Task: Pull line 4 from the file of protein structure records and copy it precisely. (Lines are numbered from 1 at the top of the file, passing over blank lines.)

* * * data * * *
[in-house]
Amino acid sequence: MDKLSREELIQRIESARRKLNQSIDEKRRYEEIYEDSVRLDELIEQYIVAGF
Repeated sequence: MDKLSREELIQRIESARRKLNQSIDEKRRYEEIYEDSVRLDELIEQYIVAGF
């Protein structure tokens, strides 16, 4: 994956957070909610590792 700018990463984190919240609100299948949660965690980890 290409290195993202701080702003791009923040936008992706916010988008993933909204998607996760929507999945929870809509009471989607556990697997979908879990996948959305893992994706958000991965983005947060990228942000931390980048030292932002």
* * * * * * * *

């Protein structure tokens, strides 16, 4: 994956957070909610590792 700018990463984190919240609100299948949660965690980890 290409290195993202701080702003791009923040936008992706916010988008993933909204998607996760929507999945929870809509009471989607556990697997979908879990996948959305893992994706958000991965983005947060990228942000931390980048030292932002």